And leaning body weight slowly onto the straight-in placement without the cam pivoting, with the stem torquing down:


The Red Camalot could be placed only in the wider "pocket" area of the pod. It couldn't go in deeper into the back of the pod like a Link Cam with pulled back links could. When placed in that outer "pocket" area, the Link Cam's upper cam lobes didn't pull out either.

Please note that all placements described are mine, made by one individual, which may or may not be the same as the OP's.

There was earlier discussion about the flexibility of the Link Cam stem. Here are photos of a Red Link Cam, Red Camalot, and Orange Alien:



The shiny, rigid first quarter of the stem protruding out of the head axle joint of my Link Cam and Camalot both stick out longer than that of the Alien. The middle black portion of the Link Cam stem is the only flexible part. Likewise for the Red Camalot.

For comparison, the only cam I own that has a fully flexible stem all the way up to the head axle joint is the Wild Country Zero:


Hope this helps.

Sean


dingus


Jan 2, 2008, 8:39 AM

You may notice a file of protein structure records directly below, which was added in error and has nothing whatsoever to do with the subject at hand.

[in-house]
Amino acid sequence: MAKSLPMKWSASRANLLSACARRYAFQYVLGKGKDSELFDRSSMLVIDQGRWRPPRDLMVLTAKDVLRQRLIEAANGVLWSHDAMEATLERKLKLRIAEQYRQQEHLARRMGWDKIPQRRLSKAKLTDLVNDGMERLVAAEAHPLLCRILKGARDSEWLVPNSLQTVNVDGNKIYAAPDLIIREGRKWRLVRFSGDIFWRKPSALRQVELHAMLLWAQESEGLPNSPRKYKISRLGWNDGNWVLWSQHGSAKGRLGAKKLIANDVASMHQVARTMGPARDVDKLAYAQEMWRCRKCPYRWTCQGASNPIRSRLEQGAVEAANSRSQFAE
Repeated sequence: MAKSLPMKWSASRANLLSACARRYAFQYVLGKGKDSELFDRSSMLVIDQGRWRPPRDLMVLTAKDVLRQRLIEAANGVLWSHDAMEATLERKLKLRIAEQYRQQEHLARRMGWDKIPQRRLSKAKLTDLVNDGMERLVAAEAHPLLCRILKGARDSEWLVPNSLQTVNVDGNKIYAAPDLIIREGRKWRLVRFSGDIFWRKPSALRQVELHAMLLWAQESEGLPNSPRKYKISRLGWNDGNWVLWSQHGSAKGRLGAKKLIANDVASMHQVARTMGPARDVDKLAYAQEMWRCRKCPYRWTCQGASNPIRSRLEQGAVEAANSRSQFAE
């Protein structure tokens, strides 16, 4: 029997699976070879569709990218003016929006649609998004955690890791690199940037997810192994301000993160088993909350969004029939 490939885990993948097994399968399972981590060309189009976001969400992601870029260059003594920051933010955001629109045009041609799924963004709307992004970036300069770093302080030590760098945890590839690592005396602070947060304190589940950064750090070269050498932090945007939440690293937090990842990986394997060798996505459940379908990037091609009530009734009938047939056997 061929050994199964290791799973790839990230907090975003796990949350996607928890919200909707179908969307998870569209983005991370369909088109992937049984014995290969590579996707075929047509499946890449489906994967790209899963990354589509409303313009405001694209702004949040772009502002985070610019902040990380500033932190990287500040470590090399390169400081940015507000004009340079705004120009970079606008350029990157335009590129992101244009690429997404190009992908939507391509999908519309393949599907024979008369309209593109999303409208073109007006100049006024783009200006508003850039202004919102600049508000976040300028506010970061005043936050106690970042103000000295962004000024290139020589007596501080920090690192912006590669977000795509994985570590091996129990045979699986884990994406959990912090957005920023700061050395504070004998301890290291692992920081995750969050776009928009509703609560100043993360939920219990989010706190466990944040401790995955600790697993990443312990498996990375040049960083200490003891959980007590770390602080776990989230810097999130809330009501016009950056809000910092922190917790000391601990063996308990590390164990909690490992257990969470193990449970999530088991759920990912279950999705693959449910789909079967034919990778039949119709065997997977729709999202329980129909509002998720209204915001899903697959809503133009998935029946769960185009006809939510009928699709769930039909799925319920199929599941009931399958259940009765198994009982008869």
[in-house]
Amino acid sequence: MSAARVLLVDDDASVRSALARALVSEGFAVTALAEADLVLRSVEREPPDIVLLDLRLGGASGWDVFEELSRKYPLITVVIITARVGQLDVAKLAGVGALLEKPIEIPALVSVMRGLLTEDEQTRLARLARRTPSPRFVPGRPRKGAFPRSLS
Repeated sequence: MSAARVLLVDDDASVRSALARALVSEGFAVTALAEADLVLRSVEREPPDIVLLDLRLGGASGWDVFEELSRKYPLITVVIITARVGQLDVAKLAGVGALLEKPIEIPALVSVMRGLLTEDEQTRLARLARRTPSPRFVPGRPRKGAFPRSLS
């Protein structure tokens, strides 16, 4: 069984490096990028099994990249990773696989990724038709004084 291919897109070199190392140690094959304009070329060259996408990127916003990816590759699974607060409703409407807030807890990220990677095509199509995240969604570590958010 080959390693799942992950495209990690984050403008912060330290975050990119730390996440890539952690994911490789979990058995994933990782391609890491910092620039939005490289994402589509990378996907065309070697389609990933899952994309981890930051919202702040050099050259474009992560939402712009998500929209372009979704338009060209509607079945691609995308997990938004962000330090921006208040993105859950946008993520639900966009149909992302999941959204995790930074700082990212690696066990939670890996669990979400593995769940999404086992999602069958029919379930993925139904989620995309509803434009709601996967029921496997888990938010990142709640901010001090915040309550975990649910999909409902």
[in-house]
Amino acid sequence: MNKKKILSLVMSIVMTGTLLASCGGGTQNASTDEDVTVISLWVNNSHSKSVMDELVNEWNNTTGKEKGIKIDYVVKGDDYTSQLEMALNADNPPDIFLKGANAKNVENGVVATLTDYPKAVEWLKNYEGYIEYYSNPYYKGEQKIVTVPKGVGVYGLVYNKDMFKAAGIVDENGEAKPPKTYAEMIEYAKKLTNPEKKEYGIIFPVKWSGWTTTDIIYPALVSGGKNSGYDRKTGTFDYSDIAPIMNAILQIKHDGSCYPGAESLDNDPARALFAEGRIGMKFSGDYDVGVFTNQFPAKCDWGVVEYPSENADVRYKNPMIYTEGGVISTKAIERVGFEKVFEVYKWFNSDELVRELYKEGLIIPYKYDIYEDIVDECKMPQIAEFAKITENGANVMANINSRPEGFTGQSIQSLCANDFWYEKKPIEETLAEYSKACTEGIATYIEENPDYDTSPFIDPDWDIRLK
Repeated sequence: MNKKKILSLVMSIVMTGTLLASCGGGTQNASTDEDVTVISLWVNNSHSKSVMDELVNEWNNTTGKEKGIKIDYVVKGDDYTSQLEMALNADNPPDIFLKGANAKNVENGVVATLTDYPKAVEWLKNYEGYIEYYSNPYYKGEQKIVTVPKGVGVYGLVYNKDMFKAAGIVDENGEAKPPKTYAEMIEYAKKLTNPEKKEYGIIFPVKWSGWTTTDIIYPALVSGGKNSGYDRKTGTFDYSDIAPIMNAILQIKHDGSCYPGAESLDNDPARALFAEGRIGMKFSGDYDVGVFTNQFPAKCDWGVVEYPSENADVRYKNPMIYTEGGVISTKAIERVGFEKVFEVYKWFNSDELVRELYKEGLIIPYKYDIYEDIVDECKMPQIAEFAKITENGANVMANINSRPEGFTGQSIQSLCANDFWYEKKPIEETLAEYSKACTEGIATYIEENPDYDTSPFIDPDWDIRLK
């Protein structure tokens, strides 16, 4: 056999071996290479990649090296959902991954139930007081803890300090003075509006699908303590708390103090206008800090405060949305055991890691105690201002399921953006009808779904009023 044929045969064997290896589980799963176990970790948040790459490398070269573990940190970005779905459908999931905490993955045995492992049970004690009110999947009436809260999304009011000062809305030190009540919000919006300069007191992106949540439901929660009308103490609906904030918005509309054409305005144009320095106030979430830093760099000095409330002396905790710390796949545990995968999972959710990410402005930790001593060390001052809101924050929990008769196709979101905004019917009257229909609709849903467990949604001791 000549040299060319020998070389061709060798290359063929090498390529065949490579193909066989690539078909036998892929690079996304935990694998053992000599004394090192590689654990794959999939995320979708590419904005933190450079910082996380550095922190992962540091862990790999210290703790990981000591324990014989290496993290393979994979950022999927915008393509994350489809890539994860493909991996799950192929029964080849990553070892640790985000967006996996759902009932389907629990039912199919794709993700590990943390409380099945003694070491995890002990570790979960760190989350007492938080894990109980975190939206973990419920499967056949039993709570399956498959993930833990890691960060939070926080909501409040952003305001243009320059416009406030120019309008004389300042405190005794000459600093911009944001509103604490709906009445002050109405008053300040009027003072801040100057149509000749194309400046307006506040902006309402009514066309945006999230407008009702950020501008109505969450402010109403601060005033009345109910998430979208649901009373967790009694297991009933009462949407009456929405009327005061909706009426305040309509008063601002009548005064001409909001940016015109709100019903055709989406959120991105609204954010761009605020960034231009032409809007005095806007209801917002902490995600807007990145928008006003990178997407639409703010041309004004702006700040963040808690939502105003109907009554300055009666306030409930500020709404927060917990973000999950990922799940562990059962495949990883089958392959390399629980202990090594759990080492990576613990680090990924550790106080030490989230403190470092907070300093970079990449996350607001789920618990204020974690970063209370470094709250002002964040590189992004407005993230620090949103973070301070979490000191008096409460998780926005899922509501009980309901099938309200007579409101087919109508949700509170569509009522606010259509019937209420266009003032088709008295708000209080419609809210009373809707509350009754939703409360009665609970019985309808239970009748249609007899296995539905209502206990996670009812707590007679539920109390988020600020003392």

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Re: [baja_java] Link Cam Report [In reply to]
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baja_java wrote:
This isn't really a report or anything. I had placed an Orange Alien too near that spot on Left Ski Track, came off, and that piece caught me and held solid. I remember well what went through my mind as I led through that section, and can at least relate somewhat to how it felt while placing gear at that spot and climbing above that gear. I happen to still have that Orange Alien, BD Camalots, and now a Red #1 Link Cam. I was just curious. So went up and checked it out the Saturday before last and yesterday, with different partners donning puffies who were both nice enough to humor my fondness for gear fiddling.

That was huge Sean. Very enlightening (I think...). Nice work.

Cheers
DMT


Partner cracklover


Jan 2, 2008, 1:19 PM
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Re: [baja_java] Link Cam Report [In reply to]
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Superb post, baja_java! Lots of food for thought there!

One comment:
In reply to:
Under hard yanks {on the camalot}, the straight-in placements didn't budge 1 time and pivoted 3 times. Its upper cam lobes didn't outright pull out. The upper lobes slipped momentarily and pivoted the cam into a more downward position, about 2/3 of the way toward the orientation of the stem-down placement.

One note - because the camalot has less range, the lower lobes cannot be torqued as far back into the pod. But even so, I definitely wouldn't expect that cam to hold a fall, because of the torquing forces and the flare of the pod (keeping the forces RG highlighted in mind).

I come away from this thinking:
1 - because of the huge range of the LC, it will almost always be able to pivot better. In *most* cases where I have a blind placement, this is a good thing, though this particular placement with an increasing flare in the back of a pod is a counterexample.